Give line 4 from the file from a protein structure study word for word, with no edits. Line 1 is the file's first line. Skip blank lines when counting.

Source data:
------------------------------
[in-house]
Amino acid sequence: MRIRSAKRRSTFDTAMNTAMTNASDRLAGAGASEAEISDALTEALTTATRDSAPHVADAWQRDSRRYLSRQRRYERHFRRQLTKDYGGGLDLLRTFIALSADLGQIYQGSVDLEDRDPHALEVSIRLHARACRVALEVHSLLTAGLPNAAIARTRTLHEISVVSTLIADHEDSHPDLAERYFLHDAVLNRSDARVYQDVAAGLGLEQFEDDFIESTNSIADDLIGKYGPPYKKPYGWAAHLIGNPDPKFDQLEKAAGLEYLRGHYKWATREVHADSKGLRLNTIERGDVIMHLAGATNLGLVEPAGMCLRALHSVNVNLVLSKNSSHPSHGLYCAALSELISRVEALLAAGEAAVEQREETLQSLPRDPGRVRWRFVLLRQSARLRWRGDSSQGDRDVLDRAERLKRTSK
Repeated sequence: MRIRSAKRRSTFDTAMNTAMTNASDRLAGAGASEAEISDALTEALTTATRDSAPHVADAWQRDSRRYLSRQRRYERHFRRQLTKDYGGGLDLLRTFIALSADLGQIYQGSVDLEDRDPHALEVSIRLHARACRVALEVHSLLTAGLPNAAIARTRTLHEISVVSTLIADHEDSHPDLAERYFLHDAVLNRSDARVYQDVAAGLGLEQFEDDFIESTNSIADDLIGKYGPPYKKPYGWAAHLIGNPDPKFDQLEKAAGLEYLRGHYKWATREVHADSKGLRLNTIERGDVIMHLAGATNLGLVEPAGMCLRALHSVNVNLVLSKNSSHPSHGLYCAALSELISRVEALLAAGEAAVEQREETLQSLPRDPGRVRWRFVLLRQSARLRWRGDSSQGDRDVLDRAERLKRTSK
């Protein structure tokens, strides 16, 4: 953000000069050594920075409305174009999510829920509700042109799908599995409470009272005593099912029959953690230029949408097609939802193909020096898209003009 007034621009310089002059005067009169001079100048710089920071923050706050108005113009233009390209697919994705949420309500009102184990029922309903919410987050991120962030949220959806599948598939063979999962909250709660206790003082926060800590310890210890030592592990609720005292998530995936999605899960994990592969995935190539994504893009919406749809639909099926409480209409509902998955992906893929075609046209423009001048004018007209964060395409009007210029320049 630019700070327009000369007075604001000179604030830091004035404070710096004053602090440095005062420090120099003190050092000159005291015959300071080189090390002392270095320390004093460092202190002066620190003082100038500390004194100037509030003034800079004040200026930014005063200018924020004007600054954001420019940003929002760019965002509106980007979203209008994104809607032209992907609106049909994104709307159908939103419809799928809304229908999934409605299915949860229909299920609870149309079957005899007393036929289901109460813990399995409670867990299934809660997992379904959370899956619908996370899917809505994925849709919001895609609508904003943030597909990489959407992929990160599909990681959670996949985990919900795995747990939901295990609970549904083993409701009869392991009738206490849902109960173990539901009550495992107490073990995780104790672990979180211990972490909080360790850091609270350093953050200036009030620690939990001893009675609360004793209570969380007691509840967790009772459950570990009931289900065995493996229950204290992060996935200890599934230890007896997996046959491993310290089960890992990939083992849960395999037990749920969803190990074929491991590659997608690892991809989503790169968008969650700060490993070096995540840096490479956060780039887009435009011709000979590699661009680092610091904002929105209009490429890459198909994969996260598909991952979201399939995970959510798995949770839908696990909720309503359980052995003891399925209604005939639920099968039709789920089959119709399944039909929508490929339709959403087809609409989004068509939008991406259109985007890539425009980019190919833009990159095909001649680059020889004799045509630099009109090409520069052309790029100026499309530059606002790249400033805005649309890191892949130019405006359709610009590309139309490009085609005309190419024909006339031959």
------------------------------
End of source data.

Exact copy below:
């Protein structure tokens, strides 16, 4: 953000000069050594920075409305174009999510829920509700042109799908599995409470009272005593099912029959953690230029949408097609939802193909020096898209003009 007034621009310089002059005067009169001079100048710089920071923050706050108005113009233009390209697919994705949420309500009102184990029922309903919410987050991120962030949220959806599948598939063979999962909250709660206790003082926060800590310890210890030592592990609720005292998530995936999605899960994990592969995935190539994504893009919406749809639909099926409480209409509902998955992906893929075609046209423009001048004018007209964060395409009007210029320049 630019700070327009000369007075604001000179604030830091004035404070710096004053602090440095005062420090120099003190050092000159005291015959300071080189090390002392270095320390004093460092202190002066620190003082100038500390004194100037509030003034800079004040200026930014005063200018924020004007600054954001420019940003929002760019965002509106980007979203209008994104809607032209992907609106049909994104709307159908939103419809799928809304229908999934409605299915949860229909299920609870149309079957005899007393036929289901109460813990399995409670867990299934809660997992379904959370899956619908996370899917809505994925849709919001895609609508904003943030597909990489959407992929990160599909990681959670996949985990919900795995747990939901295990609970549904083993409701009869392991009738206490849902109960173990539901009550495992107490073990995780104790672990979180211990972490909080360790850091609270350093953050200036009030620690939990001893009675609360004793209570969380007691509840967790009772459950570990009931289900065995493996229950204290992060996935200890599934230890007896997996046959491993310290089960890992990939083992849960395999037990749920969803190990074929491991590659997608690892991809989503790169968008969650700060490993070096995540840096490479956060780039887009435009011709000979590699661009680092610091904002929105209009490429890459198909994969996260598909991952979201399939995970959510798995949770839908696990909720309503359980052995003891399925209604005939639920099968039709789920089959119709399944039909929508490929339709959403087809609409989004068509939008991406259109985007890539425009980019190919833009990159095909001649680059020889004799045509630099009109090409520069052309790029100026499309530059606002790249400033805005649309890191892949130019405006359709610009590309139309490009085609005309190419024909006339031959």